Rev. Thomas A. Dorsey, born in 1899, moved from Villa Rica, Georgia, to Atlanta in 1910. He remembered that the city’s first bluesman were barrelhouse piano players. “Back in the early days, in Atlanta, they went dry way before I could remember. And Saturday night they’d get a keg of beer, a barrel. They’d get the barrel, and everybody’d meet around there and have a big time. ’Round these kegs – keg’s a big barrel – and they’d sell this beer, you know, and they’d get to callin’ ’em barrelhouse, the stomps or something. Anyhow, barrelhouse became very popular back about 1912, or ’13 or ’14 or ’15. That blues-type, or lowdown-type music, they put any kind of words to it they wanted. But they didn’t publish it, you know. In these places, they’d shine out with anything, say ‘Yeah!,’ you know, so I think that’s why they called it barrelhouse. You’d go down to where they’d opened a keg, and you could hear anything, did anything. You get arrested, pulled by the law, if you wasn’t very careful.”

    Asked to name the original piano players around Decatur Street, Dorsey responded, “That’s hard to remember, but there’s one fellow, Edgar Webb – course, he died young. And Ed Butler. Long Boy, he used to teach me, and he was pretty good. He died early too. And Lark Lee – I don’t know what become of him. He was a great piano player, in his style, in his way, and he was an Atlanta boy. He played for many of the affairs around Atlanta. You’d have to be an old-timer to remember him. And there’s another guy, too, down there, James Henningway, another boy used to be pretty good. And Nome Burkes, he was pretty well up there, but he was making some money.” None of these piano players were known to have recorded. “Wasn’t nobody making records back then,” Dorsey explained. “Who was making records in 1912?”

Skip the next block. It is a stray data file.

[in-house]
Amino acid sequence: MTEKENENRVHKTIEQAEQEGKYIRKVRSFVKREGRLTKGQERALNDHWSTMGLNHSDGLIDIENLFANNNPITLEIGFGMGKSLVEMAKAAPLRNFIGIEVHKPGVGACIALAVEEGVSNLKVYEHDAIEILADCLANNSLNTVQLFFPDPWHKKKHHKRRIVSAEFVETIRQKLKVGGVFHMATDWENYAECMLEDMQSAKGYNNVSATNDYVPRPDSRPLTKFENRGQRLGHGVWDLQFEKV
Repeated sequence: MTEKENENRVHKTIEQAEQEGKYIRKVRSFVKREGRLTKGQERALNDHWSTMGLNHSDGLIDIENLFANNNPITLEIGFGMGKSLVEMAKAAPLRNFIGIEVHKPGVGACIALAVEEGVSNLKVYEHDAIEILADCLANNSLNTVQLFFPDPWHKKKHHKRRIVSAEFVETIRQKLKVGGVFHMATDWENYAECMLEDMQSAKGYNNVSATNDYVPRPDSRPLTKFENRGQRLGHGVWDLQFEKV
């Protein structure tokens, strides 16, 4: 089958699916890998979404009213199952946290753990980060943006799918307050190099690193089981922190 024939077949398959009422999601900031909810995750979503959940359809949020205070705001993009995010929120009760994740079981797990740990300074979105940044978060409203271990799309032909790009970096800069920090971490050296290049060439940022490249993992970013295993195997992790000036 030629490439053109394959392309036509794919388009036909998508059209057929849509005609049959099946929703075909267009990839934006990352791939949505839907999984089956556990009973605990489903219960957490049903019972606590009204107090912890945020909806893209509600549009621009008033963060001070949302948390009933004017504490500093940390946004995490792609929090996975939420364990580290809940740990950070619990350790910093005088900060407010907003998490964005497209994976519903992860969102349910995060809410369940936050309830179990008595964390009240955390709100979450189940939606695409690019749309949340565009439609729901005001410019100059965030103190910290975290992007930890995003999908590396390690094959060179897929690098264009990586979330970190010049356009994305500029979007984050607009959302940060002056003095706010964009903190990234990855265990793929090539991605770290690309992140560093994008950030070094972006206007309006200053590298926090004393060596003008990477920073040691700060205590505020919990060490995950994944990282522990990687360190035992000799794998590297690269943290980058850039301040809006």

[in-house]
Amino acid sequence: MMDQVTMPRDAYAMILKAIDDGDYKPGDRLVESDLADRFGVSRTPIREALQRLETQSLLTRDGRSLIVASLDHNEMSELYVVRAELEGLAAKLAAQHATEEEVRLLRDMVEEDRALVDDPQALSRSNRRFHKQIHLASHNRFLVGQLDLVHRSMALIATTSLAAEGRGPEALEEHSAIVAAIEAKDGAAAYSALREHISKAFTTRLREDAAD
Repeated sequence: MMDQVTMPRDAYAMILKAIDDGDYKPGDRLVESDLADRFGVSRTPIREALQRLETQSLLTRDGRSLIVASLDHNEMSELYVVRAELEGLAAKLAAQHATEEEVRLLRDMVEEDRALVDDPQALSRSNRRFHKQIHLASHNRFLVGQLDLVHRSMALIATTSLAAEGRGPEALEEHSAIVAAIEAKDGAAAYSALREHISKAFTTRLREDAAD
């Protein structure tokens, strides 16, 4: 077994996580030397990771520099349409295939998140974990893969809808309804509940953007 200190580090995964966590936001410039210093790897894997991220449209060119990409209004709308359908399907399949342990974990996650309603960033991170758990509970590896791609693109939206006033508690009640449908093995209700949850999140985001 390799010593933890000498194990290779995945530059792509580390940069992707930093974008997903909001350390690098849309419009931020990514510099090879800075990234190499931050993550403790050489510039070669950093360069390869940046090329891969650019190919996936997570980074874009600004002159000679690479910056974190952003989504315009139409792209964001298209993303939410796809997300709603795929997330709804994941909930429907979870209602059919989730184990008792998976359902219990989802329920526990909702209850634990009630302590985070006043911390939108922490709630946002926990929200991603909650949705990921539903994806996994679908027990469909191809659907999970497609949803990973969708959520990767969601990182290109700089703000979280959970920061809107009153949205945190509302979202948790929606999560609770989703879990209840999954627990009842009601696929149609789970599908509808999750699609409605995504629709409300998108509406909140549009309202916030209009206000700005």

In 1915 or ’16, Dorsey moved to Chicago. He told Living Blues that when he returned to Atlanta two years later, “I couldn’t find any of those guys. And those places had all changed. Fact, I used to go back every couple of years. Guys all migrated north, where the pickings were greater, where they could get more money. Yeah, they went to Cleveland, Chicago, St. Louis, Cincinnati, Detroit, they went to those places. There was a great influx of people, black folks from the South coming north to get good jobs. And the activity was up here [in the North] by about 1918. It was going on up here. There wasn’t much stuff going on down there.” Asked if there were blues guitarists and fiddlers in Atlanta during this era, Dorsey said, “Well, fiddle and guitar was about all they had, yeah, and the guitar wasn’t as popular as it is now. They didn’t use them then. Only used ’em in the country – the fellows where there wasn’t no pianos, they’d pick ’em. And they could play them, too. But you didn’t see them too often in town. There they used piano.”

    Walker Evans photo of Atlanta’s “Negro Quarter,” 1936.